St. Augustine grass is commonly used in pastures and on ranches. It is a popular lawn grass, rivalling bermudagrass, though St. Augustine is somewhat less drought-tolerant.
Zoysia grasses grow during the warm-wet summer and are dormant in the drier, cooler winter months. They are popular because of their fine texture, soft feel, and low growth habit. They can form dense mats and even mounds that grow over low features. In contrast to St. Augustine, they generally require less fertilization and are less vulnerable to insect and fungus damage, depending on environmental conditions.
Centipedegrass does well in sandy and acidic soils. Centipede grass has low fertilization requirements. Too much nitrogen encourages the stolons grow above the soil instead of on the soil which then reduces its cold and drought tolerance.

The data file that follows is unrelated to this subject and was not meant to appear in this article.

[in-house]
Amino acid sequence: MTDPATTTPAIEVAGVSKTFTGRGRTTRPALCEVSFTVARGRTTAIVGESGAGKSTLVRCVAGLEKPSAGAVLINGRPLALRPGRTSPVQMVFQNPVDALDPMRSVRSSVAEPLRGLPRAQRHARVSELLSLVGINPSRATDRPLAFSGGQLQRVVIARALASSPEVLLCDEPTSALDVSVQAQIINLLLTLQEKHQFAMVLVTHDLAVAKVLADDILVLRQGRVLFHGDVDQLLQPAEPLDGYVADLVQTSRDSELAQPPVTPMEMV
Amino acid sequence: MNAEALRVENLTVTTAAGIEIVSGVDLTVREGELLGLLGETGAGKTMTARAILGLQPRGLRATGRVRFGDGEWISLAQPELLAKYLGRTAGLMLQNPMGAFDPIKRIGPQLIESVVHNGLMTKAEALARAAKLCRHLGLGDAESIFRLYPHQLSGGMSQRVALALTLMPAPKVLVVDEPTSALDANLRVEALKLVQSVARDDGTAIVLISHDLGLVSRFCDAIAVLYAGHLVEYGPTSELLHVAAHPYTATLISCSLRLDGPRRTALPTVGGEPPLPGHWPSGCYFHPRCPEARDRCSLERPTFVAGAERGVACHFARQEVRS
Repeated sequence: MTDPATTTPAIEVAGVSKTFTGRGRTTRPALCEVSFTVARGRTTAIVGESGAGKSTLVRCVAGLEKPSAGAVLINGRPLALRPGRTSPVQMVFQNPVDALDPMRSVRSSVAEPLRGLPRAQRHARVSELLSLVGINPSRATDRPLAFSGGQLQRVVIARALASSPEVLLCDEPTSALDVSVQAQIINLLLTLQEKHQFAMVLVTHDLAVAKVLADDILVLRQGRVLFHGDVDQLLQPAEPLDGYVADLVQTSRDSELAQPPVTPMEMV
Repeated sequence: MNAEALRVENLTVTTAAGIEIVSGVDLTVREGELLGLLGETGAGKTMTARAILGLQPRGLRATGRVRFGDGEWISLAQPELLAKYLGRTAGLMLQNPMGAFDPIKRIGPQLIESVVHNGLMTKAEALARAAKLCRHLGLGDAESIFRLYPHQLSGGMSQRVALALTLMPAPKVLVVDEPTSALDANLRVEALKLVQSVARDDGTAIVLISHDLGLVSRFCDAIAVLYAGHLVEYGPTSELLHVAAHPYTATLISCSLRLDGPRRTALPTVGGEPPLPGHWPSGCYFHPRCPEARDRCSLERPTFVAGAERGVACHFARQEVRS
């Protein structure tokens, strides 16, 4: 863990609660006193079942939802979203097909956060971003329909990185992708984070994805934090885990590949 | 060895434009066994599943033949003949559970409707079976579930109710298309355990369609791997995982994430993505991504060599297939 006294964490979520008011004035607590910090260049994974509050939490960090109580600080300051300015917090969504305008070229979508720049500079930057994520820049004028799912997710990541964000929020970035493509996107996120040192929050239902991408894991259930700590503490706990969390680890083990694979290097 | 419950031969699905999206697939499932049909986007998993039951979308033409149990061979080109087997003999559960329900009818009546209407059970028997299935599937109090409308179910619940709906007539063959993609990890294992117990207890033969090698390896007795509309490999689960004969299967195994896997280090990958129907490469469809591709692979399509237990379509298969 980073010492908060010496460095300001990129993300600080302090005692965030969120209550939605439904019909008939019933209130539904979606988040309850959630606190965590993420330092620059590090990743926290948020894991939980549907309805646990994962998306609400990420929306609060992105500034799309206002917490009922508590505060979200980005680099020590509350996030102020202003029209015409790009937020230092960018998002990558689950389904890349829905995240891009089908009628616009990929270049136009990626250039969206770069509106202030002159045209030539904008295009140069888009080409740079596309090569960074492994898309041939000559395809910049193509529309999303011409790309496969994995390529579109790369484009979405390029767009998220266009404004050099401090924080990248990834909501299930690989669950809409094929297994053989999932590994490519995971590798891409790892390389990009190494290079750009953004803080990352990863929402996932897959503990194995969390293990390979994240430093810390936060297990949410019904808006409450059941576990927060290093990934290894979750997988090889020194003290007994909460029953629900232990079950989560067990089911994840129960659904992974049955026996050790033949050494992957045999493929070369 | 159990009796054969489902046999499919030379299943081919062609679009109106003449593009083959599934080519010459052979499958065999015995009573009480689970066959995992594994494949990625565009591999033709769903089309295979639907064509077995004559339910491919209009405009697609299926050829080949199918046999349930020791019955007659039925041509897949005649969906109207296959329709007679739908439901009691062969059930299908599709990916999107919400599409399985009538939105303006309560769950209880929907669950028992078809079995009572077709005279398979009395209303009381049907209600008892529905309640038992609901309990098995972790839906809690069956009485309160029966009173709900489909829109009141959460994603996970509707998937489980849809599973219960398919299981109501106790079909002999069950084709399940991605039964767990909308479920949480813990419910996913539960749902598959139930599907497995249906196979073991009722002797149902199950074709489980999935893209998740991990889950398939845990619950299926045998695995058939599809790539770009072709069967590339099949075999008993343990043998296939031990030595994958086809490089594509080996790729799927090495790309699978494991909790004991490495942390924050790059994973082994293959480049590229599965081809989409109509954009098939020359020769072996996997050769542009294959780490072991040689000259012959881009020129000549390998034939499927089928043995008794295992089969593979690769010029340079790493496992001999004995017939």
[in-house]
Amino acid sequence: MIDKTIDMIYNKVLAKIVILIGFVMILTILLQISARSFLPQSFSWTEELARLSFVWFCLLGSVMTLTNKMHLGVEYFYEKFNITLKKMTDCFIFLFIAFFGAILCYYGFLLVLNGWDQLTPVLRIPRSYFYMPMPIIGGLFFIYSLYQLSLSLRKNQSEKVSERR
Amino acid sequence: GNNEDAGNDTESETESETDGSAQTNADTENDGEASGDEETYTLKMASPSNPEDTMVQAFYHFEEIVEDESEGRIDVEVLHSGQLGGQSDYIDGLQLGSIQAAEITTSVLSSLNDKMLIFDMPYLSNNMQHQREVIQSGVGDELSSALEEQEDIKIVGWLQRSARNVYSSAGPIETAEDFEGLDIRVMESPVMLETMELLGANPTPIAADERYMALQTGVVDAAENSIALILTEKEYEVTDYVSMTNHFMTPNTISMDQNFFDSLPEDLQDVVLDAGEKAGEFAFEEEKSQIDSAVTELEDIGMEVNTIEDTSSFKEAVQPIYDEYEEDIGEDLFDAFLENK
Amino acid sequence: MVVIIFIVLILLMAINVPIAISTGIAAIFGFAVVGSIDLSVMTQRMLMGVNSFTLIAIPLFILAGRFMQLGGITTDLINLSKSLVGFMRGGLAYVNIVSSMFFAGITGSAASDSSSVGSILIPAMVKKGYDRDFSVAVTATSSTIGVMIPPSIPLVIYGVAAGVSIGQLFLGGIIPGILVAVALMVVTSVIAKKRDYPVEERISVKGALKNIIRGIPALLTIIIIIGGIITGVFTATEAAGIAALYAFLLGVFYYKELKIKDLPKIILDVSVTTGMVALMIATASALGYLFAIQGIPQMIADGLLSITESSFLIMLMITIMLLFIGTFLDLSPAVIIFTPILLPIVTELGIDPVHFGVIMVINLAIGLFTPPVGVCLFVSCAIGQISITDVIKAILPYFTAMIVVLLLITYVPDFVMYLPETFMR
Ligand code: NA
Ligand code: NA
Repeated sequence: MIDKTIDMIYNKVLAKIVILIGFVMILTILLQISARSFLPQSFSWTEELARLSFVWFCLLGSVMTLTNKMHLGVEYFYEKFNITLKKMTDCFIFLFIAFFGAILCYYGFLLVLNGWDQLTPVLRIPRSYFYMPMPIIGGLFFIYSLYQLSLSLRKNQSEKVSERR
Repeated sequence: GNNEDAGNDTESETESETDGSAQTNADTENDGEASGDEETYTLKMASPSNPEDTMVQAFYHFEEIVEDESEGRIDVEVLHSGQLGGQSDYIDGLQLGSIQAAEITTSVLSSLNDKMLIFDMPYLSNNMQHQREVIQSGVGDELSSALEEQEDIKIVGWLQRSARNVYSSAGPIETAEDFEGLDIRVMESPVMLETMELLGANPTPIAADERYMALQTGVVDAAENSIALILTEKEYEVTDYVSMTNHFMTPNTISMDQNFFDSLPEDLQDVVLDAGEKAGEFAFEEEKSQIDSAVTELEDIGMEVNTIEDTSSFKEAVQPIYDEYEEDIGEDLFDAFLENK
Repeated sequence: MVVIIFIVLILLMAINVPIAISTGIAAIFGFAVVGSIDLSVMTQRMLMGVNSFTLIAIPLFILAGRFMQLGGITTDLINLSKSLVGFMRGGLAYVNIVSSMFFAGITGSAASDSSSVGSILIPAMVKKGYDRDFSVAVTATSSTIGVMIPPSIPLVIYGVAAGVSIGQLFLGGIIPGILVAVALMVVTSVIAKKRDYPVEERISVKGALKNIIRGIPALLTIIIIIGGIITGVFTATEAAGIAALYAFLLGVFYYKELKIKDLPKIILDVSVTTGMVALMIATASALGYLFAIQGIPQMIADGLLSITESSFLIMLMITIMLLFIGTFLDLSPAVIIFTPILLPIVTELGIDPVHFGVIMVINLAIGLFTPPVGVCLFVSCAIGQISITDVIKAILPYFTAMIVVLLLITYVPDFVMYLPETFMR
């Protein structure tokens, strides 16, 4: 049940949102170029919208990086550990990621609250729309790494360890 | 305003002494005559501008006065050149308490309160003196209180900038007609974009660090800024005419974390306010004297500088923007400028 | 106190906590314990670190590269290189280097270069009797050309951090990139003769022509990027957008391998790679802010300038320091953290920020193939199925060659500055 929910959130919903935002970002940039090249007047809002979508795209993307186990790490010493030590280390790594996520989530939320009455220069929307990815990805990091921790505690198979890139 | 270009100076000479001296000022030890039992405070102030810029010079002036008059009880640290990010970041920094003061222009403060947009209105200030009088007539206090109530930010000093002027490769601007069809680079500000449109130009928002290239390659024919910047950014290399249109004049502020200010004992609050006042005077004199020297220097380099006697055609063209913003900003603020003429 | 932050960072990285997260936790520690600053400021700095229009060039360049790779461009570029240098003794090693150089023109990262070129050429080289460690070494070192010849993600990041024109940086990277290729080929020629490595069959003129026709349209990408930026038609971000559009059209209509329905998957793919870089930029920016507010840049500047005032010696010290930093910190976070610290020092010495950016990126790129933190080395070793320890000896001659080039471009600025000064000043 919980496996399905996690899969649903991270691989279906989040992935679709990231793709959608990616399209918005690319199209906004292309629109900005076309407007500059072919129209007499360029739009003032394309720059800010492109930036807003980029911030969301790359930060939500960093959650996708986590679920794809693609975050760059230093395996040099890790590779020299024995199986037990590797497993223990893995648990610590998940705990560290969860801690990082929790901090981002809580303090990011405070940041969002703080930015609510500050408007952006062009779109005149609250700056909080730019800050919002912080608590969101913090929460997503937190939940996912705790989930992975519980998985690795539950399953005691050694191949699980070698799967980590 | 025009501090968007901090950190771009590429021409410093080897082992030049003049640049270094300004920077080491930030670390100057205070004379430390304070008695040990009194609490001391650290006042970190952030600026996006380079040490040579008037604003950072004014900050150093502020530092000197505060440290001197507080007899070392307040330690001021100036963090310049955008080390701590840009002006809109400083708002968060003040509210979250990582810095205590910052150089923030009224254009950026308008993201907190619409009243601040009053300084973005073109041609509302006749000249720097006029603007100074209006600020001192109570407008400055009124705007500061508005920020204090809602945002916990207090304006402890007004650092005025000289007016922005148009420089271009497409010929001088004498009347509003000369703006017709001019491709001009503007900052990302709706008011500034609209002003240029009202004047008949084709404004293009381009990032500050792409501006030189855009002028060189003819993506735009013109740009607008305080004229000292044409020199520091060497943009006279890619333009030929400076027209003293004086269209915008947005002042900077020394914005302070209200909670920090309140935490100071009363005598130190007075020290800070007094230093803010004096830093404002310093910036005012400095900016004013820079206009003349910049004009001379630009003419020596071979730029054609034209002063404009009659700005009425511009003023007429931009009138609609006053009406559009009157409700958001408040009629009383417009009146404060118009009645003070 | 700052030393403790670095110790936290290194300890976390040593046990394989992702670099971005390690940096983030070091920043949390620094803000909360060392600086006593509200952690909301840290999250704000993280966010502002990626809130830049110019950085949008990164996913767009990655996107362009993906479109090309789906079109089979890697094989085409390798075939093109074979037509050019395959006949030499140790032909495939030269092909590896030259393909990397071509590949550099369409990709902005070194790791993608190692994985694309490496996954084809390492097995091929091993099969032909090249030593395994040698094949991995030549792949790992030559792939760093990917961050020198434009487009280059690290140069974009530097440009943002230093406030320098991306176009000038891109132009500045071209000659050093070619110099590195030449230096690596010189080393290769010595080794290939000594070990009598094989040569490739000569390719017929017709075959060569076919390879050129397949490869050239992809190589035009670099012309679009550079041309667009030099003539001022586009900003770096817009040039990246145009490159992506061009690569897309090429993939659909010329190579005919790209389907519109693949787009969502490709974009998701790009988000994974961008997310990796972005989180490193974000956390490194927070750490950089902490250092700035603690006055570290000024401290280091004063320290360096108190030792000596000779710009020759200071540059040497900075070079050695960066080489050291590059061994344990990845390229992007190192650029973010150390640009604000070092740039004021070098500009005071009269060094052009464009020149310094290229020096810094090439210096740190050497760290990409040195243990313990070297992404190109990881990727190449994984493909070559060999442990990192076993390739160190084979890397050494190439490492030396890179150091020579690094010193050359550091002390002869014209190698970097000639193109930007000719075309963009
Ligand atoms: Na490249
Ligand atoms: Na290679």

When healthy, this full sun and slightly shade tolerant grass is aggressive enough to choke out weeds and other grasses.
It is fast-growing and tough, making it popular and useful for sports fields, as when damaged it will recover quickly. It is a highly desirable turf grass in warm temperate climates, particularly for those regions where its heat and drought tolerance enable it to survive where few other grasses do.